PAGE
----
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Interested in stadium politics, competition programming, sporting administration, cricket history and trivia

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During the 1990s and early-2000s a strong top-order, champion wicketkeeper-batsman, capable lower-order batsmen and the penetration of Warne and McGrath lessened the need for a fifth bowler who could bat. But the search for that elusive all-rounder did continue.

Tom Moody (two World Cup wins twelve years apart, eight Tests and 300 first-class matches) was in and out of the team. Others made cameos, some progressing from the ODI team to the Test side but never cementing a place. They included Dodemaide, Julian, Shane Lee, Sean Young, Harvey, Hopes, Henriques, Hastings, Christian, Cutting and Stoinis.

And the dominant NSW teams of 1992/93 and 1993/94 often played three fast-bowling all-rounders simultaneously, in the absence on Australian duty of specialist batsmen Taylor, Slater, M Waugh, S Waugh and Bevan. Shane Lee was good enough to play for Australia, and Neil Maxwell for Australia A, while Brad McNamara was very successful at domestic level.

For me, Gilmour and Johnson stand out, as players worth carrying for the occasional match-winning performances with either bat or ball. Preceded in the order by wicketkeeper-batsmen, so never needed to bat higher than 8, or bat for so long that their bowling was compromised.

The next Keith Miller: The history of Australia’s search for an all-rounder (Part 2)

Thanks Pat, the Golden Age of Cricket was such an interesting era. Like the 21st century in some ways, but unlike it in many others.

3-day Tests in England, but 20-25 overs per hour- on this match’s first day, England received 129 overs to score 9-351.

Express bowlers abounded but couldn’t be used if an uncovered pitch prevented them from running in to bowl following rain- in this match, neither Lockwood nor Jessop delivered a single ball.

Tours were long, and squads were small- a six-week voyage before and after; 10 of the 39 matches took place after the fifth and final Test; and only 14 players, as any extras would have watered down each player’s profit share.

The Australian team was very strong- it won four consecutive Ashes series, and pre-1948 only the 1921 team had as successful a record as the 1902 one.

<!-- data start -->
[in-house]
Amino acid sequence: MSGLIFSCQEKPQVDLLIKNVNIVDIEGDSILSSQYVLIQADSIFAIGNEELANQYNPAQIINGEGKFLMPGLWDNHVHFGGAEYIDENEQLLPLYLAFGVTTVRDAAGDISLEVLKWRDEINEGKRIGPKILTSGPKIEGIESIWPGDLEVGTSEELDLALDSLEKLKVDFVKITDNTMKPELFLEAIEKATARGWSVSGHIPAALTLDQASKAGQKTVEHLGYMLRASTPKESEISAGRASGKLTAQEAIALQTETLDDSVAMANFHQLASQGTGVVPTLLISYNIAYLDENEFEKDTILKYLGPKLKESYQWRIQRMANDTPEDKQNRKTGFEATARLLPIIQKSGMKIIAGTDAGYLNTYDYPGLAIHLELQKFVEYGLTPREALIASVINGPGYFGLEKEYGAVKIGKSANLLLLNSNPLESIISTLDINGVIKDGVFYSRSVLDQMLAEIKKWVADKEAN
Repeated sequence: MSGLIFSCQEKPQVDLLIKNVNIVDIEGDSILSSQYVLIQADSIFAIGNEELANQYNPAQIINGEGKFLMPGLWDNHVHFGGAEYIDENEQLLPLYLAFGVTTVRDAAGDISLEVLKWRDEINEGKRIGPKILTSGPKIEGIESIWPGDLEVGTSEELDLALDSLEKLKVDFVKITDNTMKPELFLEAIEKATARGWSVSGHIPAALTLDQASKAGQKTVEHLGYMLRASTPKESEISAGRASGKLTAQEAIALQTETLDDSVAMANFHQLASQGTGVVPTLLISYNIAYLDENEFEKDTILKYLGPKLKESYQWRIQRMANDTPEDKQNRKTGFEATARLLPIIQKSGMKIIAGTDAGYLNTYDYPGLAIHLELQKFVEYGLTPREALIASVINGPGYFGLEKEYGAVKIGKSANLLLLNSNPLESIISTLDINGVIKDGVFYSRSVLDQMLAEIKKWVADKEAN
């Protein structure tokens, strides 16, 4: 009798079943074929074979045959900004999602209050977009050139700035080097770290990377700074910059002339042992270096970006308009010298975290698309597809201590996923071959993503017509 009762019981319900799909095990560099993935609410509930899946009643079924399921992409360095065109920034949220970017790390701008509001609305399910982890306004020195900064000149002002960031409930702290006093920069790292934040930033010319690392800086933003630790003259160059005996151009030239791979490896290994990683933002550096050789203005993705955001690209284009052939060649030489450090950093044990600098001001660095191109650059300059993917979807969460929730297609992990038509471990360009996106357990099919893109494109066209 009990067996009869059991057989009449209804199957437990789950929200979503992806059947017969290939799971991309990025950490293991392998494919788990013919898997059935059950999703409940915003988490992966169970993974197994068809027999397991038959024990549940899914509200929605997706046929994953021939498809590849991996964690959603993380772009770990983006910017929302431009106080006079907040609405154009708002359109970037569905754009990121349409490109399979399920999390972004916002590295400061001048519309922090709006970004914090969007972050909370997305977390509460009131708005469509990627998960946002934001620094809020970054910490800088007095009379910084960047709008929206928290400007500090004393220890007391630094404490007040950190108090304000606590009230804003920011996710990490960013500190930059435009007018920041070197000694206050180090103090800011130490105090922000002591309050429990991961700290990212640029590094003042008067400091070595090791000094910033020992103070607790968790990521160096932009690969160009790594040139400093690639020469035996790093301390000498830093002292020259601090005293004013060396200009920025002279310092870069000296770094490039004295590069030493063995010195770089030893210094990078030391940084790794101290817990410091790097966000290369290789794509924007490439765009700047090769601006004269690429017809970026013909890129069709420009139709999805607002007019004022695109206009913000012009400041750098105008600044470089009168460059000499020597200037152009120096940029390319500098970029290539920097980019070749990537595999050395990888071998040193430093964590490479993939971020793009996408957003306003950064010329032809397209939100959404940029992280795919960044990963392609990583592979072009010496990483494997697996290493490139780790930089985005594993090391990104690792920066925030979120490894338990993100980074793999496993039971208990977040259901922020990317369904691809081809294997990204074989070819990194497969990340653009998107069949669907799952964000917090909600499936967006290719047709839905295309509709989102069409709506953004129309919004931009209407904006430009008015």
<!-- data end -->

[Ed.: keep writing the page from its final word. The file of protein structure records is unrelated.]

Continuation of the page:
When Australia was bowled out for 36

Shane Watson. Batting average higher than bowling average, 4 centuries, and 75 wickets from 59 matches.

Since 1970 and most definitely since 1999, we’ve had a genuine all-rounder at 7- a wicketkeeper-batsman. A big development from Blackham, Oldfield, Taber etc batting at 9, 10 or 11.

Plus we’ve had very useful lower-order batsmen filling 8, 9 and 10. Johnson, Warne, Gillespie, Lee, Reiffel, Harris, Cummins, Starc, Pattinson, Lyon etc. All averaging between 15 and 25, and capable of keeping a top-order batsman company for an hour or two. Few other countries have had that. Better three 20s scores, than a 30 and two 10s.

The next Keith Miller: The history of Australia’s search for an all-rounder (Part 1)

Hi Max,

Archer was 4 years younger than Davidson, and 14 years younger than Miller.

If not for his career-ending injury at only 23 years of age, he might have played until the late 1960s, and captained the team as well.

The next Keith Miller: The history of Australia’s search for an all-rounder (Part 1)

Hi Max,

Ron Archer is worth a mention. Debuted in 1953 aged 19, but retired in 1956 aged 23 following a devastating knee injury on the matting in Karachi. Scored 84, 98 and 128 in the West Indies in 1955, batting 6 and 7. Opened the bowling in 12 separate innings. Bowled well against England in 1954-55 and 1956. Had been suggested as Ian Johnson’s successor as captain, which then went to Ian Craig instead.

And was it easier to perform as an all-rounder before 1978, when Tests had rest days ? And when tours had long gaps between Tests, with opportunities to rest, and hone skills against County teams under less pressure and out of the spotlight ?

The next Keith Miller: The history of Australia’s search for an all-rounder (Part 1)

Thanks again, matth. And timely, given that in a fortnight the format will celebrate its 50th anniversary.

Is this the strongest-possible team, or a team with the best 6 specialist batsmen and 4 specialist bowlers ? It could be argued that the team’s bowling, fielding and overall balance would be strengthened by replacing Michael Hussey with a genuine all-rounder such as Andrew Symonds, Shane Watson or Greg Chappell. Especially if its depth is forcing Gilchrist to bat at 7, rather than open.

Finally, a worthy opponent-

After 50 years of ODIs, here’s a pre-1971 Australian team to beat its best

Analysing Australia’s most successful ODI bowlers

ODI averages, by the decade-

1971-1980—103 matches—3.97 runs/over—26.19 runs/wicket.
1981-1990—558 matches—4.40 runs/over—28.79 runs/wicket.
1991-2000—1003 matches—4.60 runs/over—29.40 runs/wicket.
2001-2010—1414 matches—4.92 runs/over—29.99 runs/wicket.
2011-2020—1183 matches—5.27 runs/over—31.65 runs/wicket.

So everything trending upwards, except number of ODI matches in the T20I era. Poor bowlers.

Analysing Australia’s most successful ODI cricketers

Thanks matth,

But difficult to be consistently successful late-70s and early-80s against the West Indies !

Analysing Australia’s most successful ODI cricketers

Arnab, you’ve nailed the Australian XI.

And for a touring party you could add Glenn Maxwell, Andy Bichel, Michael Kasprowicz, Stephen O’Keefe and Nathan Hauritz.